General Notes

Ride Instructions

  • Plan to be at the North Troy border station at 4:30 am Saturday, June 23rd for a 5:00 am start.Sunrise is at 5:02 am, civil twilight begins at 4:25 am, if the sky is clear. Sunset is at 8:33 pm and it will be really dark at 9:08 pm, giving us over 15 hours of daylight to complete the ride. The old border station is just south of the new station. There are no public rest rooms or facilities at the border, so plan accordingly. Enhanced ID is necessary to cross the US border, and a standard driver license is no longer enough. If you wander north of the new border station and try to return without approved ID, you may find yourself sitting inside while the rest of the group is many, many miles down the road!
  • Riders provide own rides to start and from finish. Typically, this means finding a couple other people to ride with and someone to drive a sag vehicle. If you want to ride, but have no support, let us know and we'll do what we can to find someone with extra space. If you know you will have extra space, please let us know that too!
  • Riders provide own support. We will not be collecting any funds for pooled supplies. There are plenty of stores on the route and support vehicles are expected to share water with all riders. Bring extra jugs. Experienced long-distance riders may find they can do the ride without external support.
  • There are several relatively inexpensive B&Bs ($35 - $50 per person) near the start where riders can stay the night before the ride. There are also a number of motels in Newport, which is about 30 minutes away from the start. Staying near the border is highly recommended. It shortens what is already a very long day, makes it a lot easier on those driving sag, and goes a long way to getting everyone to the start on time.
  • The intent is to ride in groups, keeping in mind that there are no rules to this ride. Typically, groups of varying abilities form, break apart, and new groups form, based on terrain and how long people spend at breaks. Groups larger than 15 riders are generally considered unsafe. Within reason, a group will alter its pace to keep together. To paraphrase Vermont cyclist John Orlando, "It won't be Paris-Roubaix, but neither is it Oprah on a hybrid." The goal is to finish during daylight without killing ourselves. Prep yourself by completing rides over 100 miles in length and see how you feel. Many riders have completed this ride long after dark, but please don't be offended if we don't wait for you at the finish.
  • The actual ride time is typically 11-14 hours plus breaks, allowing riders to finish during daylight. We've found it best to keep breaks short and relatively frequent, every 25-30 miles after the first 100. Breaks longer than 20 minutes leave you stiff and sore. Riders who skip breaks can get ahead of support vehicles.
  • Bring a tail light. Not only will it be helpful if you finish after dark, but a late afternoon rainstorm can make things plenty dark. Vermont law requires a front light (visible from 500') and 20 in2 of rear reflector or a taillight when riding at night. Reflective leg bands are also a good thing to bring along to add visibility. A standard rear reflector, by itself, does not meet the minimum reflective requirement in Vermont, but adding leg bands usually does. A taillight trumps reflectors, at least as far as the law is concerned.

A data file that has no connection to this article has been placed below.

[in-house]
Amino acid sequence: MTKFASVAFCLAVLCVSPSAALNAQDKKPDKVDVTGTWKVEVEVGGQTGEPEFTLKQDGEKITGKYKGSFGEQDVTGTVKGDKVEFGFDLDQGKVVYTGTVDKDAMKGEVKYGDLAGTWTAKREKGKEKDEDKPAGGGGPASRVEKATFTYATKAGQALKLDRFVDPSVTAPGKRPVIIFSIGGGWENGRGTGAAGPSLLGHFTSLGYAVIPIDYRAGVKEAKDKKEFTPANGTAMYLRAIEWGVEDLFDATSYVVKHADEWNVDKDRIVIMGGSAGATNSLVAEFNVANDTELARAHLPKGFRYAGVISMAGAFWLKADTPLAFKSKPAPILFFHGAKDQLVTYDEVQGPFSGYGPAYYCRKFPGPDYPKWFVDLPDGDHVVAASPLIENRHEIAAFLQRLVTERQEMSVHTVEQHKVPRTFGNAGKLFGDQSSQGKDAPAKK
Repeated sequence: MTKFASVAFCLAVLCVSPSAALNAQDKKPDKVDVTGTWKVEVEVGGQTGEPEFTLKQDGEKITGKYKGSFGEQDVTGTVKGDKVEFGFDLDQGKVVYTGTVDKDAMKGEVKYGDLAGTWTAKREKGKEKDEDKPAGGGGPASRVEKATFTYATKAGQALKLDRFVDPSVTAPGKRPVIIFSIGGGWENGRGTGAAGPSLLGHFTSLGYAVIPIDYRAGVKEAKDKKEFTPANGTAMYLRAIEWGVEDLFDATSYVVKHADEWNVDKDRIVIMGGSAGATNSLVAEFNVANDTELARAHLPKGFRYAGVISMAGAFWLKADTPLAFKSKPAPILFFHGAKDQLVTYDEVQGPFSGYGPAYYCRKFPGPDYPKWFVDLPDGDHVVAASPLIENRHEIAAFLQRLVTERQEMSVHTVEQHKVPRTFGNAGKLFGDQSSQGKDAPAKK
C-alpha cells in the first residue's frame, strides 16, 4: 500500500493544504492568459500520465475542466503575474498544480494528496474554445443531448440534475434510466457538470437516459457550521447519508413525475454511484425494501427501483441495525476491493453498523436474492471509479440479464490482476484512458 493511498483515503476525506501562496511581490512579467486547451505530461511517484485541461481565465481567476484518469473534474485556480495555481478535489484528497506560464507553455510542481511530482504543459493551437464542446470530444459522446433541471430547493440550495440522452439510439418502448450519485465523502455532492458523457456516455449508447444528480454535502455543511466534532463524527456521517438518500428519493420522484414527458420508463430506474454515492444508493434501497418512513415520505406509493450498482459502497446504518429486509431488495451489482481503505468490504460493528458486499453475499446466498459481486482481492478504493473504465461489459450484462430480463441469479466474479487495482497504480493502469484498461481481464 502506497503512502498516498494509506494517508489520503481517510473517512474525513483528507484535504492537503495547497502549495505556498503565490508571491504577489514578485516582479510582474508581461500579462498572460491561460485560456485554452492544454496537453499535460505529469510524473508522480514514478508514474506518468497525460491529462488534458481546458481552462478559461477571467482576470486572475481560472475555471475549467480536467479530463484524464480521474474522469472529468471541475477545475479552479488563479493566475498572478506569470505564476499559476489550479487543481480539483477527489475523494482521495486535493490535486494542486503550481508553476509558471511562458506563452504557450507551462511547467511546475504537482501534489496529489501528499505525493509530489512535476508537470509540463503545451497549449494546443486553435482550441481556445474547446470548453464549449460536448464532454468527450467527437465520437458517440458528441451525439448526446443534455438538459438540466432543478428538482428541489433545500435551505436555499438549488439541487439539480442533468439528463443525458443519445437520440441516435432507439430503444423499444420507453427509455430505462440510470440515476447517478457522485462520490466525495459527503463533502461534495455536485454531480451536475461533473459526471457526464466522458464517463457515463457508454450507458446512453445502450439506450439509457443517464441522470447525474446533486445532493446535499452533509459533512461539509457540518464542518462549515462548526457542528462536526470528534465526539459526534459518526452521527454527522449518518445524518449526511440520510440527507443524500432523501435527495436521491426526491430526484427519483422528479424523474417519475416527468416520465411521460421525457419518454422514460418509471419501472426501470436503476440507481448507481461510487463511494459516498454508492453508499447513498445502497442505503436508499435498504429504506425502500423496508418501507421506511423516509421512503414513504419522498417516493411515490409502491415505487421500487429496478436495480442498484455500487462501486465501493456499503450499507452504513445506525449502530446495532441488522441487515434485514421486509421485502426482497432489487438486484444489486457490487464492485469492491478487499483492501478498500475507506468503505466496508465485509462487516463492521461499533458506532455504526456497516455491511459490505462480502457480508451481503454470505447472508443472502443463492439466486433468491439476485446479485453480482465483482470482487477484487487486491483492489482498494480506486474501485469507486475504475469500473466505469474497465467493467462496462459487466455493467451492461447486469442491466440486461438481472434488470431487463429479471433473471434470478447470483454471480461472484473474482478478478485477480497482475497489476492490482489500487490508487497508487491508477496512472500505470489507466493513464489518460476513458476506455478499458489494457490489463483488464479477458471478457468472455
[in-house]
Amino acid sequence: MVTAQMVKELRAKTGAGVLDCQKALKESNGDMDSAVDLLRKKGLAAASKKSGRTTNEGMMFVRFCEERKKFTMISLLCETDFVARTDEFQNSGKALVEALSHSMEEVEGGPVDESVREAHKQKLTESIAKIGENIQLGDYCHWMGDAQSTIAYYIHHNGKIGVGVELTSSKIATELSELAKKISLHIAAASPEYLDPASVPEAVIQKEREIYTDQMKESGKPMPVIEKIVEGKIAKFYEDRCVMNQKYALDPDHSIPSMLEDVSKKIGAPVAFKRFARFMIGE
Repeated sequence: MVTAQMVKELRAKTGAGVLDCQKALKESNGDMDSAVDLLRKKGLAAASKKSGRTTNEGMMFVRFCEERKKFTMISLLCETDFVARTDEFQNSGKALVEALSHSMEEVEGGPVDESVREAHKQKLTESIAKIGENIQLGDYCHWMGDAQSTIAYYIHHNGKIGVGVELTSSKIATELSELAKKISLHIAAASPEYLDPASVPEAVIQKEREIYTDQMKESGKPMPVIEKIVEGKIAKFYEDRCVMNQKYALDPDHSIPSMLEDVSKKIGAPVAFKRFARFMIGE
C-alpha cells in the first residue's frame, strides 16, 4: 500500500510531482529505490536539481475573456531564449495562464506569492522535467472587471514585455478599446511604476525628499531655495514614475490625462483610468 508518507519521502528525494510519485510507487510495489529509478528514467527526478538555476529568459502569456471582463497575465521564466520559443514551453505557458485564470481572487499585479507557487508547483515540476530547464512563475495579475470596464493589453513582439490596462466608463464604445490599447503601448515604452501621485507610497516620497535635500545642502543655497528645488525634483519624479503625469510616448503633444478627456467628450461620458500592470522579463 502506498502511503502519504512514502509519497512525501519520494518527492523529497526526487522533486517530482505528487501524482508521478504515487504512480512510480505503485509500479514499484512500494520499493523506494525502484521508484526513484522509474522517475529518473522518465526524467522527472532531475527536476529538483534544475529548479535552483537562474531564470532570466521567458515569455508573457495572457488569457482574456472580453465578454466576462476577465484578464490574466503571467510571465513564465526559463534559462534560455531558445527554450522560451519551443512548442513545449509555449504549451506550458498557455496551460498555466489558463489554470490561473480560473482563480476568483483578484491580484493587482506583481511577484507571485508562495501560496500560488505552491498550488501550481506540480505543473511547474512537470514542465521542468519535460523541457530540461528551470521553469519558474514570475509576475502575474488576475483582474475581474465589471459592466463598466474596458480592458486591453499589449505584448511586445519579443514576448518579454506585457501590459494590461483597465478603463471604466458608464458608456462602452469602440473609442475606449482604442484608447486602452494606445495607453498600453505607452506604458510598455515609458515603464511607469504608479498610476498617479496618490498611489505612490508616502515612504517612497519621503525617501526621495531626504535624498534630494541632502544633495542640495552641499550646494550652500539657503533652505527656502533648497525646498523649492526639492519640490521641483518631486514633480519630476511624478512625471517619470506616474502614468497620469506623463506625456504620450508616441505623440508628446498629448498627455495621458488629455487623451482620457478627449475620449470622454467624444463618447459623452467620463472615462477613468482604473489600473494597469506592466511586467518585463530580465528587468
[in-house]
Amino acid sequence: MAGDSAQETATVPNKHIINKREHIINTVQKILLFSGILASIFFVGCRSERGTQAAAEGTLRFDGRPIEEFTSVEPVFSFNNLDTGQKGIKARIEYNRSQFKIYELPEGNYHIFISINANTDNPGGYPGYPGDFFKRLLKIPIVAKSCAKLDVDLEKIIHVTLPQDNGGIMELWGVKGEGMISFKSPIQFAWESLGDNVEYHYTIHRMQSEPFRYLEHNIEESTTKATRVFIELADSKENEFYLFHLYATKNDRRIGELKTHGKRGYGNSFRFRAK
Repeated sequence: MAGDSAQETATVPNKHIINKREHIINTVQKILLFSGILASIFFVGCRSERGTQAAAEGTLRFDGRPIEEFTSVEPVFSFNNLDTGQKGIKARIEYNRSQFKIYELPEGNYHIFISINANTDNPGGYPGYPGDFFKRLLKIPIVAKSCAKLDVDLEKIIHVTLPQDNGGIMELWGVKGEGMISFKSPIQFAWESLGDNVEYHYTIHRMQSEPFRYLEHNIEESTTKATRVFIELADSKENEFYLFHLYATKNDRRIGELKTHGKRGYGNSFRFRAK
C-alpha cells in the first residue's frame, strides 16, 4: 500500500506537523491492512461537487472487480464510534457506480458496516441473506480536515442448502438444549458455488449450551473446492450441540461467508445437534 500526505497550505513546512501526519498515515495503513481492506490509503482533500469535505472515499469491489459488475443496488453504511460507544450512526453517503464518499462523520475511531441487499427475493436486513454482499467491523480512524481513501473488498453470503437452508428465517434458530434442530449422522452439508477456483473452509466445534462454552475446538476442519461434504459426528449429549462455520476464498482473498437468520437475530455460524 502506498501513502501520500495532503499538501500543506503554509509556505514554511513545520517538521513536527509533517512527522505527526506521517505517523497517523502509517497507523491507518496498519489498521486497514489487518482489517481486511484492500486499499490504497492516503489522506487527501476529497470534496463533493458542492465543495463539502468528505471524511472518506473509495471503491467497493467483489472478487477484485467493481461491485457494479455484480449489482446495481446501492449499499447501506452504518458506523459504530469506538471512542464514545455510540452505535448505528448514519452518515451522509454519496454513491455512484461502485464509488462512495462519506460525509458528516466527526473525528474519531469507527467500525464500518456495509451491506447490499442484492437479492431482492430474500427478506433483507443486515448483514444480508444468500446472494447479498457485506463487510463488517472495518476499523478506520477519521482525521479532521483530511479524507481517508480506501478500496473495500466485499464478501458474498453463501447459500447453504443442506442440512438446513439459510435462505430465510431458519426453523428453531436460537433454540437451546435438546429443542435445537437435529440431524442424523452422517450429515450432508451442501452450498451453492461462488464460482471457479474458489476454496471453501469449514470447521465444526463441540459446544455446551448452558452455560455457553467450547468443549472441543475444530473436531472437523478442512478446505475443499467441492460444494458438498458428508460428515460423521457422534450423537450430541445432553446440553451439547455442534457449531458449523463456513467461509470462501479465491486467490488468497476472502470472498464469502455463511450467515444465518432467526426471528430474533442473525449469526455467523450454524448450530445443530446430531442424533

• Most of the route lacks reliable cell phone coverage.
  • An approach that can make the ride easier for both a rider and the support driver is to split the ride, with the rider switching with the driver at the Rochester break. Keep in mind that the second half of the ride is tougher than the first.
  • The event is rain or shine. We reserve the right to bail out before the end, if things get really miserable.

Can I ride without any outside support?

Sure! There's nothing that says that you need a support vehicle. The sport of randonneuring is based on self-supported riding. You may even be able to find a vehicle willing to transport your extra gear down to the Mass. border, but lots of things can happen, so don't leave yourself reliant on that gear after the ride. We'll do what we can, but remember that there is no guaranteed sweeping of the course, and much of the route lacks cell phone service, so self-supported means just that. Bring good lighting, front and rear, as it usually takes self-supported riders a little longer to finish the ride.

A Final Note

You might be thinking to yourself, “This is a strange ride. What are these people really offering?” There are all kinds of rides, from fully supported tours where a positive experience is guaranteed, to fleches, where only the destination, date, and a few arcane rules are established. This ride is somewhere on that continuum. We are not guaranteeing you anything, other than we plan to be at the Canadian border at 5 am, June 23rd. We'll do what we can to organize the support vehicles, which mostly consists of keeping track of who is riding with whom, and coordinating breaks. We are not renting vans, setting up tents, providing food or support, reserving lodging, paying traffic tickets, or taking responsibility for you or your equipment. There are no fees for this ride, no special insurance policies, no sanctioning by any organization, no prizes and no rules. All we can guarantee is a ride you will talk about for the rest of your life.

 

 
 

North Troy

Morning sky outside North Troy

Crosby Crests Mt. Snow

Crosby was first to the top of the Mt. Snow climb in 2009

Weston Church

Classic New England church in Weston

Deerfield River

The Deerfield River at Readsboro

 
 
 
  Last edited July 25, 2017